Los Angeles • This season, a shootout hasn’t boded well for the Utah Jazz.

But they waltzed away from Staples Center on Thursday night with a 126-107 victory against the Los Angeles Clippers in hand, getting back to .500 for the season.

The leading man in the blowout was as unlikely as the offensive outburst itself: Alec Burks.

With a season-high 28​ points, the sixth-year Jazzman helped compensate for the absence of Rodney Hood and Raul Neto with an offensive game that had surprising polish. He hit 3-pointers, layups, and perhaps most incredibly stayed on his feet.

“The basket started getting bigger and bigger,” he said. “Shots were going in.”

It was an on-court manifestation of a maturity coach Quin Snyder has seen developing for some time as he outplays his old nickname “Houdini.” This Alec Burks isn’t pulling a rabbit out of a hat — he’s made strides to develop a solid all-around game.

“I think he’s become more disciplined in his thought process in, ‘Here’s who I am,’” Snyder said. “Instead of just playing, he’s playing with more of a purpose on offense.”

Facing off last season in a knockdown seven-game playoff series, the Jazz and the Clippers don’t hide secrets from one another — with the spate of injuries, even less so.

For the Clippers (8-12) to win, Austin Rivers and Lou Williams had to have big games — and the Jazz knew it. Rivers in particular has been a thorn lately, averaging just over 15 points per game against the Jazz in the past five meetings.

Said Clippers coach Doc Rivers before the game of Williams and Rivers: “Well obviously those are your two choices. Unfortunately, I’m sure [Quin Snyder] knows as well.”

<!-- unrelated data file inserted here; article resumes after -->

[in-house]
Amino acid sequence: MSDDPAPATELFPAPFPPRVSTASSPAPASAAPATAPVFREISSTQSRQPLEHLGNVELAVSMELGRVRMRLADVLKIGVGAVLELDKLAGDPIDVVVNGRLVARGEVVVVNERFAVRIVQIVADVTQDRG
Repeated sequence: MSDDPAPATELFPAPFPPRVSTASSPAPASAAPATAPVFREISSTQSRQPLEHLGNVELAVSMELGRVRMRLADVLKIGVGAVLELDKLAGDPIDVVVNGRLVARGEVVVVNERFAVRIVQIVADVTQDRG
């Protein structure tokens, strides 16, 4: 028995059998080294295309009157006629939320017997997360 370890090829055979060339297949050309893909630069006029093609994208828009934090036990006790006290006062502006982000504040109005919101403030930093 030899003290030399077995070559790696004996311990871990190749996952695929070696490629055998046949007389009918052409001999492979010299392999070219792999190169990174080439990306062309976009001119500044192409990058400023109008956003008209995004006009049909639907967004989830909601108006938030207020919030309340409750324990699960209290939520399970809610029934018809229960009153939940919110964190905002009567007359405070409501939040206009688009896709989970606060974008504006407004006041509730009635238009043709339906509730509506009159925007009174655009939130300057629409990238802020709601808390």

Despite knowing the question ahead of time, the Jazz couldn’t find the solution: Time and again, Rivers slipped past perimeter defenders and into the lane, tallying a season-best 25 points on 9-for-16 shooting.

Even so, something unlikely carried the Jazz to their second road win of the year: Offense.

Utah’s run of crisp ball movement continued, as the Jazz racked up a season-high ​38​ assists. They hit from the corner, they hit from under the rim, and the Clippers defense always seemed a step behind.

It ended with seven Jazzmen in double figures, shooting a season-best 57.6 percent from the floor. After a seemingly key moment when the Clippers pulled within one point in the fourth quarter, the Jazz went on a 32-14 run to end the game. Five players finished with at least five assists.

“We’re getting there,” said Jonas Jerebko, who scored 14 points. “We’re just scratching the surface of how good we can be.”

A lot had changed since the two teams last met for a 102-84 drubbing by the Clippers — particularly the eight players from that game who sidelined with injury. But also so much has changed for Jazz rookie Donovan Mitchell, who played like a superstar in his second take in Los Angeles.

There were highlights of course — a no-look wrap-around pass to Derrick Favors; five 3-pointers; and the best of all, a sky-high alley-oop dunk with one hand. But Mitchell also brought focus to an offense that has at times lacked connectivity and pop this season, scoring 24 points on 9-for-16 shooting and adding six assists.

“Last time we played them, I had a bad shooting percentage because I forced shots,” he said. “Now I’m just playing in the offense, taking my time.”

With the win, the Jazz remained in the top eight in the Western Conference ahead of facing conference foe New Orleans on Friday night.